How bankers on $100k have better lifestyles than bankers on $250k
If you're a banker earning $250k (£147k), you might expect life to be sweet - or at least sweeter than if you're only on $100k (£60k). Unfortunately, it's not that simple. By virtue of the crazy cost of living in the world's mega-cities, lower earning back office finance professionals can end up with a higher disposable income.
Both London and NYC are costly places to live. House prices in London have risen nearly 20% this year and the average house anywhere in the city costs £485k. Renting in London is no cheaper: the cost of renting an apartment in the City's financial district has risen 27% to an average of £3.3k over the past 12 months. The increase has been more moderate in bankers' favourite district of Kensington and Chelsea, but rents there are already steep at an average of £5.3k a month. Property is less of a dinner table topic in New York City, but as in London prices are being driven up by foreign buyers swooping on investment properties, with areas like Queens experiencing big price leaps over the past year.
The consequence is that if you work in finance, have a family, and earn a 'mere' $250k life can be tough, especially in the City of London. Mid-level bankers in the City are said to be struggling to raise families (and pay school fees) when they're earning anything less than £500k.
The pleasant life of the $100k bankers in Salt Lake City and Chester
As banks cut costs and squeeze the compensation of staff working in the key financial centers like London and New York City, they're saving money by near-shoring support roles to places like Salt Lake City (Goldman Sachs), Birmingham in the British Midlands (Deutsche Bank), and Chester in North West England (Bank of America). Finance jobs here can be as plentiful as they are becoming scarce in the big cities. Goldman Sachs regularly cites Salt Lake City as a growth office and has plans to hire another 200 people there this year. Bank of America is currently advertising 50 jobs in its Chester office, while Deutsche Bank is hiring 150 'low touch equities traders' in Birmingham.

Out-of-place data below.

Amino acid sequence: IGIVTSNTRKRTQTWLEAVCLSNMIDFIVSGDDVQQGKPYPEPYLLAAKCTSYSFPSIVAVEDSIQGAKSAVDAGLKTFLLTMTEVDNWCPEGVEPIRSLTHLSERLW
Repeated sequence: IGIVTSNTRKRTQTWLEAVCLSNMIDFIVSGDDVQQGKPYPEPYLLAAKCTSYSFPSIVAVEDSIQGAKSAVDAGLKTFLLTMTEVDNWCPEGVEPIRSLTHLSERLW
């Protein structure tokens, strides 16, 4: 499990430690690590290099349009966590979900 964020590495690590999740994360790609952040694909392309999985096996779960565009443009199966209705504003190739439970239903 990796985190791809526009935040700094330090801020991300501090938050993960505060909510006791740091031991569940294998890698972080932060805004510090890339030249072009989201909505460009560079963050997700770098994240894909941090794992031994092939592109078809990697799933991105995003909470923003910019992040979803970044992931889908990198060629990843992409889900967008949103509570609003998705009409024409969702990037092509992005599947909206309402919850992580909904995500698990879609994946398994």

Jobs in these near-shoring centres typically pay a lot less than in London or on Wall Street. Reuters puts salaries in Salt Lake City 30% below those in New York City. A recruiter who works for Bank of America in Chester (and who asked to remain anonymous) said pay there is typically 20% lower. This may be understating the differential however. He said BofA operates strict salary bands at its Chester office. Junior, or 'officer level' hires start on £35k, assistant vice presidents get £45k, and vice presidents get £60k. This is supplemented by a bonus, but he said that bonus is never more than 15%.
However, who cares that you're paid less when housing is so much cheaper. BofA juniors based in Chester live in the districts of Hoole or Handbridge according to the recruiter we spoke to. The average asking price in either area is £207k and £184k respectively according to property website Zoopla - in other words, less than half that of London. Similarly, bankers working at Goldman's Salt Lake City office can live in the 'eclectic and electric' boho Avenues neighborhood, where you can get a two-bedroom house for $289k. That beats Brooklyn, where a 2 bedroom apartment is now $700k+.